Dear Mr. VP,
I just finished reading this opinion piece, written by Eugene Scott, in the Washington Post.
Like I did yesterday, Scott writes about his concerns with your tacit endorsement of Joe Arpaio. To recap, you called him “A tireless champion of strong borders and the rule of law.”
Scott points out all the reasons you shouldn’t be praising Arpaio.
In July 2017, Arpaio was found guilty of criminal contempt when a federal judge ruled he had deliberately ignored a court order for his department to cease and desist racial profiling individuals who appeared to be Latino.
Here are a few other things Arpaio is known for:
He was and continues to be a proponent of the “birther” conspiracy theory that former president Barack Obama was not born in the United States.
A judge ruled in 2008 that conditions at the Maricopa County Jail overseen by Arpaio were unconstitutional, citing inhumane conditions, including inadequate medical care, poor nutrition and overcrowding.
Referred to the “tent city” outdoor jail he opened in the early 1990s as a “concentration camp.”
Failed to adequately investigate violent crimes, including sexual ones against minors.
I talked about a lot of those yesterday. Scott and I agree.
Where we diverge is here: Scott’s attempts to brand you as a previously “compassionate conservative.” Even the headline indicates this: Pence’s ‘compassionate conservative’ credentials take a major hit with embrace of Arpaio.
To quote Scott further:
Many people, especially anti-Trump conservatives, thought Pence was different. The man praised for his evangelical faith has, on more than one occasion, spoken with compassion about the marginalized groups Trump seems to offend every time he addresses an issue related to them.
To see the vice president, an outspoken Christian, embrace a man responsible for a string of human rights concern could have real consequences for Pence in the long term.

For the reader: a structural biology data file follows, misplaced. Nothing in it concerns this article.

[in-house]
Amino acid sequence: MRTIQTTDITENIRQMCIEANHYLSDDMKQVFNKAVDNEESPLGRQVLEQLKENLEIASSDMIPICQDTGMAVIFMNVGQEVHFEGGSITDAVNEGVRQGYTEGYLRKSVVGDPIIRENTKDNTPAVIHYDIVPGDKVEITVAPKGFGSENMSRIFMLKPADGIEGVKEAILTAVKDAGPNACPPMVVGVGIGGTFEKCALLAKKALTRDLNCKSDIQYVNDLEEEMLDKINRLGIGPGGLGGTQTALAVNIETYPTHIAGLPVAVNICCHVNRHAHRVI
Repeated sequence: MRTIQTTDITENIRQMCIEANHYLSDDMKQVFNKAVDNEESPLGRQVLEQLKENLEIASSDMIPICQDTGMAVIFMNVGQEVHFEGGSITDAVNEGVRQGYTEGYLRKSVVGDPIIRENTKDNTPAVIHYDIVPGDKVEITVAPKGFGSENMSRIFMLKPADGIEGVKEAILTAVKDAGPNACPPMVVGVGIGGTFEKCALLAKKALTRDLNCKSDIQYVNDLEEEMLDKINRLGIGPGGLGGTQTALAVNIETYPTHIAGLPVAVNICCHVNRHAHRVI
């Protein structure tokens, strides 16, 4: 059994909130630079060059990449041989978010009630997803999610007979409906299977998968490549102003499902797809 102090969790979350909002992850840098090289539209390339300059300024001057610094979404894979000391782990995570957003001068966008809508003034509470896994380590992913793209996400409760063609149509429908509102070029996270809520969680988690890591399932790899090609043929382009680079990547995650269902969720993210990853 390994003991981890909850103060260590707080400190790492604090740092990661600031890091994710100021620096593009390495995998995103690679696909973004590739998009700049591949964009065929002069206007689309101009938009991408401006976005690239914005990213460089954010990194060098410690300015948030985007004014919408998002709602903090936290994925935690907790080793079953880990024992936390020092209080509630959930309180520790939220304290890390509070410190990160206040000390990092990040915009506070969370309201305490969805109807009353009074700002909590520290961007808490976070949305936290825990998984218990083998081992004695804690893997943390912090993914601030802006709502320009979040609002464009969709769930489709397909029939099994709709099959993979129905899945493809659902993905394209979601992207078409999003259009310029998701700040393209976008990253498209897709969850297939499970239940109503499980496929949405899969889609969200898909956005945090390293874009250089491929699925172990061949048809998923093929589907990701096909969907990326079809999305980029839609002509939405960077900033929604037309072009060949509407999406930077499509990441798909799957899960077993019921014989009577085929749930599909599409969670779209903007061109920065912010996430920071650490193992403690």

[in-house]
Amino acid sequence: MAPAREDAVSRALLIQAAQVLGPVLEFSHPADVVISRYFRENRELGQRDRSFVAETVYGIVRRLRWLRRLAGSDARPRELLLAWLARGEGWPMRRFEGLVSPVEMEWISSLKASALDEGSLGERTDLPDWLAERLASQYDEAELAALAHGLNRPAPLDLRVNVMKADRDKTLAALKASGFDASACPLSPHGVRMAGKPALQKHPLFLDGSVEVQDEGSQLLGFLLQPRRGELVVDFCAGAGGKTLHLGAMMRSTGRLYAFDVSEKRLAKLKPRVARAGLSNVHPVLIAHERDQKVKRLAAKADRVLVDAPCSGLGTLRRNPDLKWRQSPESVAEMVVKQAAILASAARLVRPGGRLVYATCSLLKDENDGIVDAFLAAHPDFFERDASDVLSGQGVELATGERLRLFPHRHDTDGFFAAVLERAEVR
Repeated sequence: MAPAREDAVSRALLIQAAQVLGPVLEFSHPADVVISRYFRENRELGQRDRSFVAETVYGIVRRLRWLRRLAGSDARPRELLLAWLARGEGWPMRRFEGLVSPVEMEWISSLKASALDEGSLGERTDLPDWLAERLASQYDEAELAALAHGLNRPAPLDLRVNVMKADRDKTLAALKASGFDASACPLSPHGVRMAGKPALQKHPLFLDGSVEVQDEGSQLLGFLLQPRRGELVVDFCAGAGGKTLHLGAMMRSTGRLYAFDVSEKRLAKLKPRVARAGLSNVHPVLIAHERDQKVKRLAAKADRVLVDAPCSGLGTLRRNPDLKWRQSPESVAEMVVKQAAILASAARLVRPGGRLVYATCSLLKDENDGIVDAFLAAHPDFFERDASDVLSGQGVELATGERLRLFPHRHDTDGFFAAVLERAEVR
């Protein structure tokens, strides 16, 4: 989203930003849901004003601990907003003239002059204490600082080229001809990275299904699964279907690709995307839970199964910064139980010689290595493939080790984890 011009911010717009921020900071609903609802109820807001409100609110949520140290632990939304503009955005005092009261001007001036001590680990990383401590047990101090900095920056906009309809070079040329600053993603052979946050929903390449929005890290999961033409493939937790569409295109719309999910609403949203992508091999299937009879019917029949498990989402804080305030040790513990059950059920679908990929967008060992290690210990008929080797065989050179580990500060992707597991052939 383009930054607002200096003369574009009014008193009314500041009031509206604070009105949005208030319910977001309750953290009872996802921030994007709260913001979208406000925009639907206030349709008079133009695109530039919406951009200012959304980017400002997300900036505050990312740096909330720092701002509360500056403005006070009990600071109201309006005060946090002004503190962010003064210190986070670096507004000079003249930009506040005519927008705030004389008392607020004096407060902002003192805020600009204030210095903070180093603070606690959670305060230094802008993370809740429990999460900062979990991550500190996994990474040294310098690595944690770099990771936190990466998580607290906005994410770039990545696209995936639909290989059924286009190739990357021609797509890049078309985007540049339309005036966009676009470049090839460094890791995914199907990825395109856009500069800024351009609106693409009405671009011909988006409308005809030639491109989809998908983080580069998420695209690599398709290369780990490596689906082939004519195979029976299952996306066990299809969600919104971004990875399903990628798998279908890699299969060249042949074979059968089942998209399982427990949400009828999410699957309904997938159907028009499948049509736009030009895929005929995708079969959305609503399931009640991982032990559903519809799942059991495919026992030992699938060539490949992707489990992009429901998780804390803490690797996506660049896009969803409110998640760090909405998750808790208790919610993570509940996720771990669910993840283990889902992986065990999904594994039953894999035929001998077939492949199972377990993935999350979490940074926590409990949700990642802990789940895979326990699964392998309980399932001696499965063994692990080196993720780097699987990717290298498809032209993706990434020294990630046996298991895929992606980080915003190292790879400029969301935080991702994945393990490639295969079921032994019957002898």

Perhaps Scott and I have a different definition of the word “compassionate”, but I fail to see how this is the first time you’ve lacked compassion.
In Indiana, in the face of an H.I.V. epidemic linked to re-use of needles, it took two months for you to listen to people on the ground and okay a needle exchange. Dozens of people contracted H.I.V. in the meantime. That is not compassion.
As governor, you signed a law requiring all fetal tissue to be buried. This means people having miscarriages would have to save the tissue and blood, take it to a hospital or clinic, and have it cremated or buried. Forcing people to deal with funereal arrangements for a fetus? That is not compassion.
You also tried to block the resettlement of Syrian refugees in Indiana. That is not compassion.
You expressed support for conversion therapy. Telling LGBTQ people there is something fundamentally wrong with them that needs to be shocked out of them? That is not compassion.
You repeatedly supported the GOP health plan, which would have kept children, the elderly, people with pre-existing conditions, and anyone with a human body who isn’t wealthy, from accessing the care they need. That is not compassion.
A tax bill that takes from the poor to give to the rich? That is not compassion.
Apparently we’re at a point in history when a compassionate Republican is just anyone who isn’t outspokenly racist and dog-whistling to white supremacists.